I am sure you have experienced many occasions when someone has hurt you. Depending on the relationship with that person the hurt was a deep wound or you brushed it off. The ones we can brush off are easier to forgive. Like a friend who is late for an appointment, or a child draws on your freshly painted wall. The ones that causes a deep wound are much more difficult to forgive. A spouse’s infidelity, a friend that broke a confidence, an unkind, critical remark. Those are much harder to forgive.
How about the person who wounds you time and again? They do the same thing repeatedly and leave you deeply hurt, questioning your own value. That is really hard to forgive. Some might say impossible. The easiest thing perhaps is just to cut them out of your life…but that isn’t forgiveness.
Peter asked Jesus such a question; “Lord, how often shall my brother sin against me and I forgive him? Up to seven times.” We are not told what prompted Peter to ask the question. Perhaps Peter had a person in mind. A family member that continued to put him down? A neighbor that kept taking advantage? A spouse that had an addiction? We aren’t told. But it was something Peter wanted to find out. He asked Jesus if forgiving 7 times was sufficient. The rabbis of the day taught that three times was sufficient. So Peter doubled that and threw in one more for good measure. Going above and beyond.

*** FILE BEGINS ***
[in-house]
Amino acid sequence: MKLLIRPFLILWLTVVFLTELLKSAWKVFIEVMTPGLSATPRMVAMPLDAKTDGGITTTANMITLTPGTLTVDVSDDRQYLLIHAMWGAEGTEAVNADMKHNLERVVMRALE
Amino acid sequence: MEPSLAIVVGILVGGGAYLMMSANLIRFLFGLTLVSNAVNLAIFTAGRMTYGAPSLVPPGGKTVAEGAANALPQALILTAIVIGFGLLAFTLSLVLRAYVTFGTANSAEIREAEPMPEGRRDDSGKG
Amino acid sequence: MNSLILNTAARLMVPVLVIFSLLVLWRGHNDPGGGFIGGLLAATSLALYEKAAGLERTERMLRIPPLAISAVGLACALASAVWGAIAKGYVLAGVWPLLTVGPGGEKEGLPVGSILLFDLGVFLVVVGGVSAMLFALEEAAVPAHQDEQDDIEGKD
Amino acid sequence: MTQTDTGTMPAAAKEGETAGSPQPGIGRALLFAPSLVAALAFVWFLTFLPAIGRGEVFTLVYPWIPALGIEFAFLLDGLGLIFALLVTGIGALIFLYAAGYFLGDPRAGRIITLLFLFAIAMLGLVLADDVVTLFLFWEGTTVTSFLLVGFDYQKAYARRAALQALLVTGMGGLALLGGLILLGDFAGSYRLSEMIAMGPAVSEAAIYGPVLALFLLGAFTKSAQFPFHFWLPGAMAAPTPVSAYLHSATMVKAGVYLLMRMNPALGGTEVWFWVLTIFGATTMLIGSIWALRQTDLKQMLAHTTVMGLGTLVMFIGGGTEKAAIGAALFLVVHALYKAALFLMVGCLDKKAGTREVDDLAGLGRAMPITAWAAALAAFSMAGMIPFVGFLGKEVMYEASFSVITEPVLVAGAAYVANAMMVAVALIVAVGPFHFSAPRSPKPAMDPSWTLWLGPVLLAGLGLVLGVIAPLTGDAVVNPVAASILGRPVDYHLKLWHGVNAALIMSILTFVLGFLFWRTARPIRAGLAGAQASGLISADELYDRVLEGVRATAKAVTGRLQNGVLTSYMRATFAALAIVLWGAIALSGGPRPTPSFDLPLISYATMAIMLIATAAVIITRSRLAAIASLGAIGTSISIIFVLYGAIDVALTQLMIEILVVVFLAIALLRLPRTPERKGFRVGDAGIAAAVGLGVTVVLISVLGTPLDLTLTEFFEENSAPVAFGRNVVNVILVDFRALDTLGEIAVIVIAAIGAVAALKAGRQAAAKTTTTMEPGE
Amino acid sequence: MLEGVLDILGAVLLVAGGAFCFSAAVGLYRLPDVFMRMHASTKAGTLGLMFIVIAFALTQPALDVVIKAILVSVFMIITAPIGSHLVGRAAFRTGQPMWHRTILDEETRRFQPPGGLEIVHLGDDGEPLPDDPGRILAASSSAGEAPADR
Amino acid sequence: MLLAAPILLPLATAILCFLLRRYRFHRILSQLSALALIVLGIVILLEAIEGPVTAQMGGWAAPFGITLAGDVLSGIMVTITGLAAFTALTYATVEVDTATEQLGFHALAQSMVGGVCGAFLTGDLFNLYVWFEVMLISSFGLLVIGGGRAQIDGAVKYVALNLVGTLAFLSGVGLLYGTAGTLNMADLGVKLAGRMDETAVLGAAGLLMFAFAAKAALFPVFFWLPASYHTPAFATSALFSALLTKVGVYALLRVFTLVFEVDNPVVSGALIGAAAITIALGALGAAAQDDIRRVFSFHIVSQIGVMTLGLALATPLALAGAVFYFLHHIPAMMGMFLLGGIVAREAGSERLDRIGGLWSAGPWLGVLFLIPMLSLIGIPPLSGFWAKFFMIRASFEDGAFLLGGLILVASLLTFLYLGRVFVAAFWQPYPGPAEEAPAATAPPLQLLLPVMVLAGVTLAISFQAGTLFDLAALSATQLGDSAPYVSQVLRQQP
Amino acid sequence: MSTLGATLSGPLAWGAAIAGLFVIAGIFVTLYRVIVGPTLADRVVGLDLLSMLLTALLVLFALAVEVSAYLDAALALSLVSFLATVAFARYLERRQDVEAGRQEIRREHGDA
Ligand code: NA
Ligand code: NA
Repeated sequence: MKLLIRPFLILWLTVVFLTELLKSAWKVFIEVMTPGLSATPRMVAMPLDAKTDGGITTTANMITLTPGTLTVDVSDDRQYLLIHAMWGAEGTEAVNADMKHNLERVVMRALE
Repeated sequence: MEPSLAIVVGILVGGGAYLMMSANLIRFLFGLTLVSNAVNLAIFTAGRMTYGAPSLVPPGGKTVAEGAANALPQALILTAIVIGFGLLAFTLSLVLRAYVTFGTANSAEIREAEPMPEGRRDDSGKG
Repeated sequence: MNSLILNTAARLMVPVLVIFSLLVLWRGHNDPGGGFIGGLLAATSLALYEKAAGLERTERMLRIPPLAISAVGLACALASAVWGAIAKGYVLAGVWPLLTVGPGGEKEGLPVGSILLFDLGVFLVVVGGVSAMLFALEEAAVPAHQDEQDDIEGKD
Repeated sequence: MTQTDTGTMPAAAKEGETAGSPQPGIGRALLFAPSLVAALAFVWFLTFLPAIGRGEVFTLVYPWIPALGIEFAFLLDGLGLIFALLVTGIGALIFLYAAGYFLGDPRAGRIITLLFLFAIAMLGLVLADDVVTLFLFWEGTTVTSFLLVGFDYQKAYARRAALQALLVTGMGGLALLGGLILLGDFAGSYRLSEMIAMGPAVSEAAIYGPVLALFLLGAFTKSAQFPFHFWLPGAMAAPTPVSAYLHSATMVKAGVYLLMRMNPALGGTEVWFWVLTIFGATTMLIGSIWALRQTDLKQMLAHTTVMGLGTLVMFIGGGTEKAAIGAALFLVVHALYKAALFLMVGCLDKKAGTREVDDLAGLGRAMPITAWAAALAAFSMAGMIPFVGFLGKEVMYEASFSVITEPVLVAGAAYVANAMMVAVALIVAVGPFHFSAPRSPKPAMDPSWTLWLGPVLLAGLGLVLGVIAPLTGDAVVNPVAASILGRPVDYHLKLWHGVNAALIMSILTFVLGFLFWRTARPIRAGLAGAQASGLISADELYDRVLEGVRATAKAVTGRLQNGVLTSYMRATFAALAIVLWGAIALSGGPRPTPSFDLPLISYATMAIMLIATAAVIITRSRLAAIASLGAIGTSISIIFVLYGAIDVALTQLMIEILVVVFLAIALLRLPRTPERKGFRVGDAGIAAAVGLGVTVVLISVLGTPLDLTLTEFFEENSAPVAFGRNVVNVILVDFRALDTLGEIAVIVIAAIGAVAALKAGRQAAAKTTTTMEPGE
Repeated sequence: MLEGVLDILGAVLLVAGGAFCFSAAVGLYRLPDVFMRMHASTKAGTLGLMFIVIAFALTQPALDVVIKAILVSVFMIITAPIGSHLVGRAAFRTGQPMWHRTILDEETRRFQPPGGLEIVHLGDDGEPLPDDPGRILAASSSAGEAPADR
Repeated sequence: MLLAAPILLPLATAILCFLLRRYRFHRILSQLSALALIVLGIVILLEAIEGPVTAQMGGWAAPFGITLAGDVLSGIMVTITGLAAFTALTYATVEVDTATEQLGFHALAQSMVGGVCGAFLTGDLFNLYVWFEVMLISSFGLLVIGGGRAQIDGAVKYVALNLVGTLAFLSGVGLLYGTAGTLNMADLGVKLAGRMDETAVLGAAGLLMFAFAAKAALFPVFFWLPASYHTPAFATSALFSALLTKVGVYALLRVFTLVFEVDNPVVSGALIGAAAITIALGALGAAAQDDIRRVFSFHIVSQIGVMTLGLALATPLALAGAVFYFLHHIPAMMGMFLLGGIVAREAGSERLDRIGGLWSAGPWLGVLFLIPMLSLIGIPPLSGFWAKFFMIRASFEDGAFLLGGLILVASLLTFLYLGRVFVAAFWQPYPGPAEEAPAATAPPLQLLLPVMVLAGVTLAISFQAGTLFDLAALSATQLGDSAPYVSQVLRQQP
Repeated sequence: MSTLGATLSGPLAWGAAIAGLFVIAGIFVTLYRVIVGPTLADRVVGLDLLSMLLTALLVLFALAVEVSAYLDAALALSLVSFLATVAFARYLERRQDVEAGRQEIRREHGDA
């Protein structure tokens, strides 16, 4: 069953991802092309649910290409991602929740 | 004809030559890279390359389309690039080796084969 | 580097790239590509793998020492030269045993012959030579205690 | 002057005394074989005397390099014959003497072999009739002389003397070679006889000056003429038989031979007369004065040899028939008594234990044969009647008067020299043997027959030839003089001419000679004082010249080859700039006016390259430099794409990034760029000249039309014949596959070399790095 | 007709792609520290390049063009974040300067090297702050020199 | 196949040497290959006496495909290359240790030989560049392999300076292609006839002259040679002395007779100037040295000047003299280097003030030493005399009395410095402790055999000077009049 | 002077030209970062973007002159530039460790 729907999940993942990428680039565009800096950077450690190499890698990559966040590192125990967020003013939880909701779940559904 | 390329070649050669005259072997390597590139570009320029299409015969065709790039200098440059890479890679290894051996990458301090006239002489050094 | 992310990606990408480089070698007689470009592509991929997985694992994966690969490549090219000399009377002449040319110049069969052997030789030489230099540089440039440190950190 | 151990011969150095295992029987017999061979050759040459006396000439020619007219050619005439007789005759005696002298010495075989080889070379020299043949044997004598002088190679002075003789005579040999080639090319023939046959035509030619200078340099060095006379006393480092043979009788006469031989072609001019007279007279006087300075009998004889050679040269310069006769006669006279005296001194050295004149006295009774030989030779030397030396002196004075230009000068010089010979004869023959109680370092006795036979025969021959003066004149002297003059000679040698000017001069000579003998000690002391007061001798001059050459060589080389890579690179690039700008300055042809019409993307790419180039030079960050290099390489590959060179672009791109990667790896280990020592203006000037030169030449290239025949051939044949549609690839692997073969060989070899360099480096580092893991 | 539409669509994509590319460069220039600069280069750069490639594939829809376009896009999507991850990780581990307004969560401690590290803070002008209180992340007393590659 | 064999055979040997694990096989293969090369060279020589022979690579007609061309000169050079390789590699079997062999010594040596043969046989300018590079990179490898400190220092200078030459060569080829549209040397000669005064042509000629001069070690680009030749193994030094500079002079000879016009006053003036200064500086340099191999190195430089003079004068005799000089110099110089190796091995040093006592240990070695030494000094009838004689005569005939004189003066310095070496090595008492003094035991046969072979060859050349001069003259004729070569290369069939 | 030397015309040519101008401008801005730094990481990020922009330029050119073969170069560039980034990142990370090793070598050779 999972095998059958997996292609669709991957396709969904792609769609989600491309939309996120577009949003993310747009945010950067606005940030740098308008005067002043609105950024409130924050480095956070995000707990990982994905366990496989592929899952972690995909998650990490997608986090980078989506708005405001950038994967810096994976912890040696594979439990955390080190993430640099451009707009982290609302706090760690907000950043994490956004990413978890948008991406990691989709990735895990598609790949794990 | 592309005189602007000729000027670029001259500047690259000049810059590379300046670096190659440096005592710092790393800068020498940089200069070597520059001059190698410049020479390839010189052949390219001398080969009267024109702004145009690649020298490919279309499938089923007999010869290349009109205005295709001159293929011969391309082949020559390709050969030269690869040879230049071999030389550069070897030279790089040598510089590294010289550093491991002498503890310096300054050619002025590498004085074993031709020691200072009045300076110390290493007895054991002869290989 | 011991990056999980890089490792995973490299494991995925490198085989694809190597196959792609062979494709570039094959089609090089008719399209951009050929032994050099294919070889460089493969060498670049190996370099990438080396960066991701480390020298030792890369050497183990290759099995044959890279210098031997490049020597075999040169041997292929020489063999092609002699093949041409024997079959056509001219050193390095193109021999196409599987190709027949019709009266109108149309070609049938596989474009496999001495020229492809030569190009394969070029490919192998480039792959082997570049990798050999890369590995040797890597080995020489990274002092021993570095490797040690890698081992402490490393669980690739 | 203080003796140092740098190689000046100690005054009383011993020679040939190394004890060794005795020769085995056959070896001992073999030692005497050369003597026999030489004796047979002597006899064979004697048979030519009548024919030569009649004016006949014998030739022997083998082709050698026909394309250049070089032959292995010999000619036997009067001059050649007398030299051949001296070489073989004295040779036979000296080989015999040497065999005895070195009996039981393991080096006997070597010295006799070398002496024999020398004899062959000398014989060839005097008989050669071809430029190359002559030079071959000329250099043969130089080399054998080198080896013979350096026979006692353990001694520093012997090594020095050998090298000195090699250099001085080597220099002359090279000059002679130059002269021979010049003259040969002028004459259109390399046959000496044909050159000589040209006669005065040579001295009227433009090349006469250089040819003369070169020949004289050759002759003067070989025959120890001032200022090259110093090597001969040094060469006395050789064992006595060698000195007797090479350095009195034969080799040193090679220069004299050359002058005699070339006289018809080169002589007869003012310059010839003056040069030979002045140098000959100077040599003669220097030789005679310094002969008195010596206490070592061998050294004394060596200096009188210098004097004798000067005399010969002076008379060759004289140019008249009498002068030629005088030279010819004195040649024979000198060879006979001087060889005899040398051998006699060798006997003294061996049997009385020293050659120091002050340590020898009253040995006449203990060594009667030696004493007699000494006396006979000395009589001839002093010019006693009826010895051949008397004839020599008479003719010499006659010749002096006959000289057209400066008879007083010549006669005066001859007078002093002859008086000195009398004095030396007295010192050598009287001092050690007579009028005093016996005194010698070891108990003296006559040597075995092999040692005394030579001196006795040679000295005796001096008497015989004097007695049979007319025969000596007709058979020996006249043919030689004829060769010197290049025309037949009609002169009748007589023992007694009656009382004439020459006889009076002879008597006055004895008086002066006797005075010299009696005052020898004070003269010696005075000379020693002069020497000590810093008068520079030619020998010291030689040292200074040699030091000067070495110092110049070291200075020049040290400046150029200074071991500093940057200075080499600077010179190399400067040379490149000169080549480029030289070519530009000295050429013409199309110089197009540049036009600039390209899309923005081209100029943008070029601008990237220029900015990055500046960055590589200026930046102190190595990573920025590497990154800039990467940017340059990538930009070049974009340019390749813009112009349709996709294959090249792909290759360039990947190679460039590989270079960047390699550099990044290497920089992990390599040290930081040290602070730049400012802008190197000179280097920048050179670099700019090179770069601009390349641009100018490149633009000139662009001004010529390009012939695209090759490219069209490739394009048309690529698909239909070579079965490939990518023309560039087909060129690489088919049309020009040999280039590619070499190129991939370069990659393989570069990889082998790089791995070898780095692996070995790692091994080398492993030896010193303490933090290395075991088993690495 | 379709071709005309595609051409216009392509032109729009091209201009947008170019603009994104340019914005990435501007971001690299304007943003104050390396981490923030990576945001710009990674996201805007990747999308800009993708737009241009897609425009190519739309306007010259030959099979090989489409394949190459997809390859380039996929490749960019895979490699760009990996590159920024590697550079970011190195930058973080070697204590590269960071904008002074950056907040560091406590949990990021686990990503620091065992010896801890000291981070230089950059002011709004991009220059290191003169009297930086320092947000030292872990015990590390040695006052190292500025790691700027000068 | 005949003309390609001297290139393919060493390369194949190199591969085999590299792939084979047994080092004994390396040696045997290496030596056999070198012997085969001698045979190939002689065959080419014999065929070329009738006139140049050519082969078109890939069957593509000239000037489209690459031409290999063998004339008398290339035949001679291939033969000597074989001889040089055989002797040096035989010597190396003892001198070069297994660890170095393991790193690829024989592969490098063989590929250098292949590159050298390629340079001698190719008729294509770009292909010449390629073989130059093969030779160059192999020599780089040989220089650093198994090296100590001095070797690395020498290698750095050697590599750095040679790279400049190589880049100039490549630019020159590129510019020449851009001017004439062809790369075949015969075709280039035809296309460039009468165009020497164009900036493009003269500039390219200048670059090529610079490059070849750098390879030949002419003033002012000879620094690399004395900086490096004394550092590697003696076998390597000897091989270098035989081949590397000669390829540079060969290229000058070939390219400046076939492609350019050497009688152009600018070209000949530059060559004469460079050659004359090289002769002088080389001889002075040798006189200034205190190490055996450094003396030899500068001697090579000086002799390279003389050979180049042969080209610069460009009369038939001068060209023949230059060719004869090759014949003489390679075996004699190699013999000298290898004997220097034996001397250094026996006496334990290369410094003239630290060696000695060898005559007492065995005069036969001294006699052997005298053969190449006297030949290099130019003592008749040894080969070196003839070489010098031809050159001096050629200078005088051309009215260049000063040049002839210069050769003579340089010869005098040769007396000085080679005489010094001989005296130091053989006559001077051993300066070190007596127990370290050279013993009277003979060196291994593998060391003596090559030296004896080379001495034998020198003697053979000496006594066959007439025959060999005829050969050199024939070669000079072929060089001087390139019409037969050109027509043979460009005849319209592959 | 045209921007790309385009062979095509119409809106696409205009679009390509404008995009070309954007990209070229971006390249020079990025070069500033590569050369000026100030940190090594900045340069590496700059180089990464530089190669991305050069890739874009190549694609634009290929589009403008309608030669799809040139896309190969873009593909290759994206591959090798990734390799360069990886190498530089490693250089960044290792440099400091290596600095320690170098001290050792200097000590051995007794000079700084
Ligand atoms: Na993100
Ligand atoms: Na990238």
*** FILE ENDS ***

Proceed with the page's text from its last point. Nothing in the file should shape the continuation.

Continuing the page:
And the question implies that Peter has experienced repeated hurts – for the same thing. His brother put him down repeatedly. His neighbor didn’t respect boundaries repeatedly. His spouse was addicted and creating havoc in the home. Or perhaps Peter was thinking of himself. Maybe his impulsiveness got him not trouble more than once. (I know the Bible doesn’t tell us these things…I am using my sanctified imagination.)
I am sure each of us have asked the same question hoping that Jesus’ response might give us some wiggle room. We’d like to think there is a point at which the transgression is so grievous that we don’t have to forgive. But Jesus’ answer doesn’t give us any wiggle room. Not only no wiggle room but His answer goes beyond imagination. What He is saying is that we are to be God-like in our response to an offense.
We have often read and I have said myself that forgiveness is a gift we give ourselves. It frees us from the offense. It isn’t matter of letting someone off the hook – it is getting ourselves off the hook of transgression done to us!
But it is more than that. When we forgive we are reflecting God’s character – it is Hs nature to forgive. The act of forgiveness is more, so much more than our emotional well-being. Therefore when we forgive we enter into a very divine grace, a sacred behavior. I am beginning to see that the act of forgiveness is not about me at all. It is a form of true worship. It is me being willing to lay aside my desires for what I think is fair, picking up my cross and following after God.
And perhaps by His grace God will use me to bless the one that wronged me. Isn’t that what Jesus did on the Cross?
I am not saying that it is easy. It goes against my own nature. I strain against such. I argue. I fight for my rights. I nurse my hurts. I walk in self-pity and carry bitterness. But in the end I come down to this very simple truth. Jesus said to forgive over and over and over and over again – it reflects His nature. That’s what He wants from us. That is what He is doing in us.